With the death of Ruth Bader Ginsburg the most divisive element of this already divisive presidential election is likely to be the confirmation of Amy Coney Barrett to replace RBG on the Supreme Court.
Universal healthcare is a controversial issue in the 2020 presidential election. The rhetoric has been mostly extreme on both the left and right sides of the political spectrum.
A couple of weeks ago a friend asked me to comment on an article in Time titled “How Jay Powell’s Coronavirus Response Is Changing the Fed Forever”. It is a discussion of the expansion of the Fed activities as they relate to our current economic crisis. You can read the original article at the following link:
The past couple of weeks seem to have awakened white Americans to the reality of systemic racism in our law enforcement community. Nationwide protests have erupted after four police officers literally murdered a handcuffed black man while bystanders were pleading for officers to stop their assault on him. With clear video of the murder, there is new hope and growing consensus that this time may be different. I desperately hope that is true. But there is a substantial difference between hope and expectation.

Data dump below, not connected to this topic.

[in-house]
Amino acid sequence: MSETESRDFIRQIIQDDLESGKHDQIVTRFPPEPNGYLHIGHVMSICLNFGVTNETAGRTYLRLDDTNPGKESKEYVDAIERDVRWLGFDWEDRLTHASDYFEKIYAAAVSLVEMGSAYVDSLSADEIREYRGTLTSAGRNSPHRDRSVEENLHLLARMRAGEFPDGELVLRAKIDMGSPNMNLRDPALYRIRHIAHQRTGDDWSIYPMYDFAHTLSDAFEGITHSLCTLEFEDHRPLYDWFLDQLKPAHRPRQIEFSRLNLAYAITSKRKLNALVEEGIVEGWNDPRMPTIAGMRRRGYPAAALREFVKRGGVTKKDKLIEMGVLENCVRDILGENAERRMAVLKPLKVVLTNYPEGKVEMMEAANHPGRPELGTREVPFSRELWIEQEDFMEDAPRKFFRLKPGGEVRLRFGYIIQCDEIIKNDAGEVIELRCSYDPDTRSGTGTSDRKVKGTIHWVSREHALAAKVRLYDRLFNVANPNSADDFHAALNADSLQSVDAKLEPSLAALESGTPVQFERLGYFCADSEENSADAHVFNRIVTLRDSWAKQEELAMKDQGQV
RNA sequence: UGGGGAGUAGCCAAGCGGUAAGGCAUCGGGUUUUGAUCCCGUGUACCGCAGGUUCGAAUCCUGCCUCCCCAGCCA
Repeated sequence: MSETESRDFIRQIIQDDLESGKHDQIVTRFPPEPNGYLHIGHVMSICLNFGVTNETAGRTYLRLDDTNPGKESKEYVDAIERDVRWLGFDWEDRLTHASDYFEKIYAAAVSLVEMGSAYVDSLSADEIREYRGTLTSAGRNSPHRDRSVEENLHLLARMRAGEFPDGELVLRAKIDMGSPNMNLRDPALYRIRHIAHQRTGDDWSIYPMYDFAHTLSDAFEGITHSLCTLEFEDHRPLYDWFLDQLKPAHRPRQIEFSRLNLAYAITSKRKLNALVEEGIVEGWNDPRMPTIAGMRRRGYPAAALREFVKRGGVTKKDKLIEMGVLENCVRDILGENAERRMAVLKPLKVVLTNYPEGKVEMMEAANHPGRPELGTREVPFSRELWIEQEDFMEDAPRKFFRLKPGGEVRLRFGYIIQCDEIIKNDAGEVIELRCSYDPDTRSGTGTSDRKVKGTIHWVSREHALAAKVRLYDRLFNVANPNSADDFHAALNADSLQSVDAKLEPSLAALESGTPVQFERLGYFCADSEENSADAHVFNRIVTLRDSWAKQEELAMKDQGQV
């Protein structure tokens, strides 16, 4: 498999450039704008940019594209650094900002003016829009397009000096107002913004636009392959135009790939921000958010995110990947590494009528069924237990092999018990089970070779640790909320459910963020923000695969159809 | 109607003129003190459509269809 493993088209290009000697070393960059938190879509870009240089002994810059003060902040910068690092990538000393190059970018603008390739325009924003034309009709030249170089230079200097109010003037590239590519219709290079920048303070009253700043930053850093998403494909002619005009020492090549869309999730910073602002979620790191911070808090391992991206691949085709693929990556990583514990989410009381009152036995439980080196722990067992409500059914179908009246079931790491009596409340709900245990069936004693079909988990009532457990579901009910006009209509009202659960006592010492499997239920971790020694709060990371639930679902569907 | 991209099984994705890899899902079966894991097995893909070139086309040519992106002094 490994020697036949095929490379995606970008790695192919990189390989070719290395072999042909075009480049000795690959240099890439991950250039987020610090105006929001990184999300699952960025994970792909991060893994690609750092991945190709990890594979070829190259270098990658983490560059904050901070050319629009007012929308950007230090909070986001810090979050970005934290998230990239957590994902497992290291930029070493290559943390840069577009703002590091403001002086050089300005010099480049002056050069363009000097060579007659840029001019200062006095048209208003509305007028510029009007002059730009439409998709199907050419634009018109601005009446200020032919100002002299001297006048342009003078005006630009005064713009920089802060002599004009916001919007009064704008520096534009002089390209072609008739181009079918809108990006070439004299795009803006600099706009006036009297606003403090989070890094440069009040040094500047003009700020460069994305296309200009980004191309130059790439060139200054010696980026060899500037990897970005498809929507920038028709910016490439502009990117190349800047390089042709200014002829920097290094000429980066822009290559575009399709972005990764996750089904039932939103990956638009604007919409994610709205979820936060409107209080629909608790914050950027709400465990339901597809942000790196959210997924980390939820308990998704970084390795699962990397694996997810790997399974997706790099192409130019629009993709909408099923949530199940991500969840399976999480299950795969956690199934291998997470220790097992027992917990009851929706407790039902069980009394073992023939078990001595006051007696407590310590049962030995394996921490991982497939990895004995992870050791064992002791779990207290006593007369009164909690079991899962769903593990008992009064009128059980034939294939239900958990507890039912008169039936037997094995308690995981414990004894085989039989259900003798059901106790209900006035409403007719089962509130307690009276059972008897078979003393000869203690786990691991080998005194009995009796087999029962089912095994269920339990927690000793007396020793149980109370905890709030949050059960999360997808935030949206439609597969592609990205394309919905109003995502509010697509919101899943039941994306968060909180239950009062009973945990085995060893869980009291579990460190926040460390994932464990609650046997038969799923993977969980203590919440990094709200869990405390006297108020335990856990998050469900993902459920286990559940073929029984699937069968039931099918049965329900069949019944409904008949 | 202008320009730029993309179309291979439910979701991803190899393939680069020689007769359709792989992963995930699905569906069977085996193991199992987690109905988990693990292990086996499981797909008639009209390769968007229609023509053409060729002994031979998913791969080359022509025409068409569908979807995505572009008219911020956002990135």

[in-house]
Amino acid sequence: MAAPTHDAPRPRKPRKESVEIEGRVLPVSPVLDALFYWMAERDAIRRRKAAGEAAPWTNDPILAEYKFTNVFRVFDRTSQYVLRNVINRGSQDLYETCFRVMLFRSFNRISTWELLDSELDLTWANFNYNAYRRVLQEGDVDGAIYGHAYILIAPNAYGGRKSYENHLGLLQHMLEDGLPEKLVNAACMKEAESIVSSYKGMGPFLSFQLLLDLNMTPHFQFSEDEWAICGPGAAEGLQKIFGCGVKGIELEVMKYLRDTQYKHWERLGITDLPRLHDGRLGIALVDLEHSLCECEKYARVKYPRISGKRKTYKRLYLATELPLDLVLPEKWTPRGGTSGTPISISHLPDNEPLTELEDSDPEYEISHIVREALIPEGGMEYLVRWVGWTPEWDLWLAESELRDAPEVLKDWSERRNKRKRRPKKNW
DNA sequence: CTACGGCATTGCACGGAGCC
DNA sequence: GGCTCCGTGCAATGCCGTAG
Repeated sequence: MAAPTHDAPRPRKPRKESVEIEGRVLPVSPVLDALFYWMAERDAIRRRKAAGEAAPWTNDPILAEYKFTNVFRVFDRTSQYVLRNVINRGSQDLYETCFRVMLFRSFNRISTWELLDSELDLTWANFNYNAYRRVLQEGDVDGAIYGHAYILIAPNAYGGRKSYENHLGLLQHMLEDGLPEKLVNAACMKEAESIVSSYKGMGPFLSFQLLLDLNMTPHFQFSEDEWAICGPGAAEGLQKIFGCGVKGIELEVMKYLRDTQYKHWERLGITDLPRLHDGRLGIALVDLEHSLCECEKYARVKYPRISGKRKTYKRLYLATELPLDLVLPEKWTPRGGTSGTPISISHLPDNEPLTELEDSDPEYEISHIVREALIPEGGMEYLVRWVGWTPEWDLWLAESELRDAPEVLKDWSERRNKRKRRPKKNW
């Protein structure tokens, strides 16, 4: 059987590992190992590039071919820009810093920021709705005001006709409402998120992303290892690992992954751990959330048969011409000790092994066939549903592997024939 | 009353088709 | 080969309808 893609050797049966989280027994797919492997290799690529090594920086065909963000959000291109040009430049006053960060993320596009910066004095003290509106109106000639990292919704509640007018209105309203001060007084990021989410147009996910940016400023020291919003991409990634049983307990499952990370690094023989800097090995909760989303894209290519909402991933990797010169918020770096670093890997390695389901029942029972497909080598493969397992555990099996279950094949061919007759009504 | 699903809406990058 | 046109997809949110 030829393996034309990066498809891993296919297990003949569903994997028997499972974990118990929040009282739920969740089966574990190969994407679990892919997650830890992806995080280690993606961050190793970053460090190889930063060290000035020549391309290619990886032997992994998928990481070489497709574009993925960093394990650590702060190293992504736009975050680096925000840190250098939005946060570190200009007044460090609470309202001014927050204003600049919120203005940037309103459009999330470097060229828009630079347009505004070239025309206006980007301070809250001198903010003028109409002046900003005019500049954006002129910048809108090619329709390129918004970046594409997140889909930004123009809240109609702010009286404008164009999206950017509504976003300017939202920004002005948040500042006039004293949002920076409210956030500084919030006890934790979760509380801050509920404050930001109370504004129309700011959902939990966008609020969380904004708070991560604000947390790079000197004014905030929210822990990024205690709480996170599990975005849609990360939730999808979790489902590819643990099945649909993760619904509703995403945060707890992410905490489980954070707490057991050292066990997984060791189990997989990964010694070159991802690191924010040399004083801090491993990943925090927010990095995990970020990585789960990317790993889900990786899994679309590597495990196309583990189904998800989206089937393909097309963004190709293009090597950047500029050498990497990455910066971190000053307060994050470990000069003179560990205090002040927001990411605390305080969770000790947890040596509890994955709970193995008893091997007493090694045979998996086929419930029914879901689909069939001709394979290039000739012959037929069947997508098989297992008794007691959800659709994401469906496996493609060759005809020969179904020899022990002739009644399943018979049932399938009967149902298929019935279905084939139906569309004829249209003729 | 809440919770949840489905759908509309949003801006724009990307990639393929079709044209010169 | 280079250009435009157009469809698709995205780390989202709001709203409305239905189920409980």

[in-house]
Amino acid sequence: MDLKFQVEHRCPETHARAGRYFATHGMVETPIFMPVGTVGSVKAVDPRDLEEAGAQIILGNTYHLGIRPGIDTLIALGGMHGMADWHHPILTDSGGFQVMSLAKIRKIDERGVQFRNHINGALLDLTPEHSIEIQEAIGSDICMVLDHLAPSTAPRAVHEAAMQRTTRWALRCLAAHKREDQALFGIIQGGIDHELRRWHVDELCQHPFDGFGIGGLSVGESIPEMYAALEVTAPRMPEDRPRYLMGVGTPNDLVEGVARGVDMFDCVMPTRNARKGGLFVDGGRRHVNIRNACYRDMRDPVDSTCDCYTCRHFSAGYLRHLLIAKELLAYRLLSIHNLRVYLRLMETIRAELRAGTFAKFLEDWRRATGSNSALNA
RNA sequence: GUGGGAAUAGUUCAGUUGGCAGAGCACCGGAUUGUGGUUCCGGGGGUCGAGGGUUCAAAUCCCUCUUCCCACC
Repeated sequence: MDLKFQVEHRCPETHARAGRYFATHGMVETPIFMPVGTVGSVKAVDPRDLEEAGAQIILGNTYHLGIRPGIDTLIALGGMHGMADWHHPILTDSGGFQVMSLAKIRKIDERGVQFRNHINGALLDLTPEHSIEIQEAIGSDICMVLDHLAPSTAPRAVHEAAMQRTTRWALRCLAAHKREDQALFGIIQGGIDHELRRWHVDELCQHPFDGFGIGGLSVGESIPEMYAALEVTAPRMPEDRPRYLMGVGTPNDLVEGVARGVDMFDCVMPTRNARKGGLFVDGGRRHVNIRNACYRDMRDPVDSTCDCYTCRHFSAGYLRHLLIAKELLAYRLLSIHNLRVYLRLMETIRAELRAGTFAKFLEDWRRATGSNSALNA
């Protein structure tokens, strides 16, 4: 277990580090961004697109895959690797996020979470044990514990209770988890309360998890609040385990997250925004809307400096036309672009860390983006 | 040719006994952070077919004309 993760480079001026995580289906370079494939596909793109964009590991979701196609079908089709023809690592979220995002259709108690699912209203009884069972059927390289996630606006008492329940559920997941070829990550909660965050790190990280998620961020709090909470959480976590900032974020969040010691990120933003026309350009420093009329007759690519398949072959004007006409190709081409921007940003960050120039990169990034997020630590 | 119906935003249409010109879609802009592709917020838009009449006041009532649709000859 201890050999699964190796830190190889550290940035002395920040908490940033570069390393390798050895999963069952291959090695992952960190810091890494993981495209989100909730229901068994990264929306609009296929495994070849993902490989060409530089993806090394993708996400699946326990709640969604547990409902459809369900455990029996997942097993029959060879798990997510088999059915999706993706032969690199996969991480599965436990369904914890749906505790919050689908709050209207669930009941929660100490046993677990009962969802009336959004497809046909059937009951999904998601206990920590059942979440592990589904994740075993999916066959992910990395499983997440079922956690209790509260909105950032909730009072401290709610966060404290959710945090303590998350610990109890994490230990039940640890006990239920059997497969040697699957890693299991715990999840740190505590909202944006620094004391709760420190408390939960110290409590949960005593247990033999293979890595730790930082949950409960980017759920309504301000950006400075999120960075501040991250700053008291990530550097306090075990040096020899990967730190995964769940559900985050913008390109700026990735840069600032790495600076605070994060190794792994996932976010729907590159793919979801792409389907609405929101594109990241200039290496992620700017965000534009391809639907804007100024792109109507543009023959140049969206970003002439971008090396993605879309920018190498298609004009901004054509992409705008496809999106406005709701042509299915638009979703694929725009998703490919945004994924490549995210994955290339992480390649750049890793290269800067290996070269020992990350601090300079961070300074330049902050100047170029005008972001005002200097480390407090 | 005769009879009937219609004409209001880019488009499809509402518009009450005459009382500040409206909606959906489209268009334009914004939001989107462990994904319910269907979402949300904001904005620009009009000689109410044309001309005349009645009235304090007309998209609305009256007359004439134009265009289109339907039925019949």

In the first part of this presentation I addressed my thinking about religion in general and my personal spiritual position. In this part I want to discuss Christianity in the United States. Specifically, I want to present my concerns about what I see as serious corruption within part of the Christian community and in one case a dangerous threat to our democracy:
This is the first of a two part presentation of my beliefs as it relates to religion. In this part I will discuss my personal perspective on religious traditions in general and how I relate to them. In a subsequent part I will discuss my views on Christianity in the United States along with some serious concerns I have about associated political meddling.
Immigration is likely to be one of the major issues of the 2020 presidential election. Therefore, I am offering my view of a framework for rational discussion/debate on a workable national immigration policy. This is not intended to be a final plan but only a strategic concept which needs to be more fully developed and promoted.
When I was a senior in high school one of my assignments was to write “my credo”. That was more than 60 years ago and I have no recollection of what I wrote. It’s probably just as well I don’t remember; hopefully with maturity my thinking and priorities are more intelligently considered today.